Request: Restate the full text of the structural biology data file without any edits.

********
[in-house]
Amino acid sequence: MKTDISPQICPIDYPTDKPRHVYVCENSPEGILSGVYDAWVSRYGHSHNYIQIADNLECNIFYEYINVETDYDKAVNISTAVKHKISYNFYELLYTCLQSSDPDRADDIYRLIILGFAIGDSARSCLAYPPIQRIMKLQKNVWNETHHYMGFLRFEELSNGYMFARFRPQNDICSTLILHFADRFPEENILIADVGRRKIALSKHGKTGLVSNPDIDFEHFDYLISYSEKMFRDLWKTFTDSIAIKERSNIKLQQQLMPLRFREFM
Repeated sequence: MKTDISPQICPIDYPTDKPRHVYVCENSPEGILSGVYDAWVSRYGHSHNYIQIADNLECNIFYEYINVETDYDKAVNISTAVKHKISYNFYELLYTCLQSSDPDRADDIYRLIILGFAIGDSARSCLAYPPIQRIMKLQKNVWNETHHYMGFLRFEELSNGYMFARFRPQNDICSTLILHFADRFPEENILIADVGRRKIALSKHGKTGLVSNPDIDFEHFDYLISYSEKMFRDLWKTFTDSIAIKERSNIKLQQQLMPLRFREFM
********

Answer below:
[in-house]
Amino acid sequence: MKTDISPQICPIDYPTDKPRHVYVCENSPEGILSGVYDAWVSRYGHSHNYIQIADNLECNIFYEYINVETDYDKAVNISTAVKHKISYNFYELLYTCLQSSDPDRADDIYRLIILGFAIGDSARSCLAYPPIQRIMKLQKNVWNETHHYMGFLRFEELSNGYMFARFRPQNDICSTLILHFADRFPEENILIADVGRRKIALSKHGKTGLVSNPDIDFEHFDYLISYSEKMFRDLWKTFTDSIAIKERSNIKLQQQLMPLRFREFM
Repeated sequence: MKTDISPQICPIDYPTDKPRHVYVCENSPEGILSGVYDAWVSRYGHSHNYIQIADNLECNIFYEYINVETDYDKAVNISTAVKHKISYNFYELLYTCLQSSDPDRADDIYRLIILGFAIGDSARSCLAYPPIQRIMKLQKNVWNETHHYMGFLRFEELSNGYMFARFRPQNDICSTLILHFADRFPEENILIADVGRRKIALSKHGKTGLVSNPDIDFEHFDYLISYSEKMFRDLWKTFTDSIAIKERSNIKLQQQLMPLRFREFM